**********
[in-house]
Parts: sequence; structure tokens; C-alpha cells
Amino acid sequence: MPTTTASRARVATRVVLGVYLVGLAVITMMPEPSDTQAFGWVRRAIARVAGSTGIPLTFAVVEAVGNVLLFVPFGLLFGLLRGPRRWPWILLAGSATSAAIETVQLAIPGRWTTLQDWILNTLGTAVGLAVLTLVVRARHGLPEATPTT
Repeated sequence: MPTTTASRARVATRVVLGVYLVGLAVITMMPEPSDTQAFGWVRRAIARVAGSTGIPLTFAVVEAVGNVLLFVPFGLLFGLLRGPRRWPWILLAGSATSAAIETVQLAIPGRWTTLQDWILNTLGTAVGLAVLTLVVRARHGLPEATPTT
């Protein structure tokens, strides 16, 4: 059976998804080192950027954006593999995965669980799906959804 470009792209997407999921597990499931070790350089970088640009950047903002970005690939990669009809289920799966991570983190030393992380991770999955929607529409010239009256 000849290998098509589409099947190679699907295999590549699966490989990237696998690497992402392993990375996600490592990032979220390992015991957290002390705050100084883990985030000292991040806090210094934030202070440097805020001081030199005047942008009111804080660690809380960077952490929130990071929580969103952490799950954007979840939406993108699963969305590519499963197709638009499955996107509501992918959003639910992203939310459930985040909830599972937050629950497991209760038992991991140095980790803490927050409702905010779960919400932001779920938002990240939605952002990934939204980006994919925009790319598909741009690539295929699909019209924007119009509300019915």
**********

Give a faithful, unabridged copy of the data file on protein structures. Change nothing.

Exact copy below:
[in-house]
Parts: sequence; structure tokens; C-alpha cells
Amino acid sequence: MPTTTASRARVATRVVLGVYLVGLAVITMMPEPSDTQAFGWVRRAIARVAGSTGIPLTFAVVEAVGNVLLFVPFGLLFGLLRGPRRWPWILLAGSATSAAIETVQLAIPGRWTTLQDWILNTLGTAVGLAVLTLVVRARHGLPEATPTT
Repeated sequence: MPTTTASRARVATRVVLGVYLVGLAVITMMPEPSDTQAFGWVRRAIARVAGSTGIPLTFAVVEAVGNVLLFVPFGLLFGLLRGPRRWPWILLAGSATSAAIETVQLAIPGRWTTLQDWILNTLGTAVGLAVLTLVVRARHGLPEATPTT
């Protein structure tokens, strides 16, 4: 059976998804080192950027954006593999995965669980799906959804 470009792209997407999921597990499931070790350089970088640009950047903002970005690939990669009809289920799966991570983190030393992380991770999955929607529409010239009256 000849290998098509589409099947190679699907295999590549699966490989990237696998690497992402392993990375996600490592990032979220390992015991957290002390705050100084883990985030000292991040806090210094934030202070440097805020001081030199005047942008009111804080660690809380960077952490929130990071929580969103952490799950954007979840939406993108699963969305590519499963197709638009499955996107509501992918959003639910992203939310459930985040909830599972937050629950497991209760038992991991140095980790803490927050409702905010779960919400932001779920938002990240939605952002990934939204980006994919925009790319598909741009690539295929699909019209924007119009509300019915």